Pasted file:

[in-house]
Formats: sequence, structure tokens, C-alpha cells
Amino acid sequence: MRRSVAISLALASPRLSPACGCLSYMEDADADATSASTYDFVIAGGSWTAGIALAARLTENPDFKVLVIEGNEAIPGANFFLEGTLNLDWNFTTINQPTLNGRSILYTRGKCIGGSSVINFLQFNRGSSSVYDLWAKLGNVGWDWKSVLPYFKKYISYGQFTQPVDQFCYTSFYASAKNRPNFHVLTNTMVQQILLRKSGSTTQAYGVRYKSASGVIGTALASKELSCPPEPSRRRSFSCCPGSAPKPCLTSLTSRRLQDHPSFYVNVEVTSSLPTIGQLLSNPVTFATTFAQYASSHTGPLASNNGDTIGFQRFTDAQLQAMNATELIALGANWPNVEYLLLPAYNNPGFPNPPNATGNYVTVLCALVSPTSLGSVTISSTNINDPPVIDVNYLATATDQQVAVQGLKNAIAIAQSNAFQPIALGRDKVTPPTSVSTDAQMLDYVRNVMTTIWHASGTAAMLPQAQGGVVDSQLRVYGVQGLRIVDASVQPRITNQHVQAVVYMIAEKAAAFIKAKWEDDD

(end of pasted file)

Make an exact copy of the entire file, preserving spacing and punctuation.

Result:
[in-house]
Formats: sequence, structure tokens, C-alpha cells
Amino acid sequence: MRRSVAISLALASPRLSPACGCLSYMEDADADATSASTYDFVIAGGSWTAGIALAARLTENPDFKVLVIEGNEAIPGANFFLEGTLNLDWNFTTINQPTLNGRSILYTRGKCIGGSSVINFLQFNRGSSSVYDLWAKLGNVGWDWKSVLPYFKKYISYGQFTQPVDQFCYTSFYASAKNRPNFHVLTNTMVQQILLRKSGSTTQAYGVRYKSASGVIGTALASKELSCPPEPSRRRSFSCCPGSAPKPCLTSLTSRRLQDHPSFYVNVEVTSSLPTIGQLLSNPVTFATTFAQYASSHTGPLASNNGDTIGFQRFTDAQLQAMNATELIALGANWPNVEYLLLPAYNNPGFPNPPNATGNYVTVLCALVSPTSLGSVTISSTNINDPPVIDVNYLATATDQQVAVQGLKNAIAIAQSNAFQPIALGRDKVTPPTSVSTDAQMLDYVRNVMTTIWHASGTAAMLPQAQGGVVDSQLRVYGVQGLRIVDASVQPRITNQHVQAVVYMIAEKAAAFIKAKWEDDD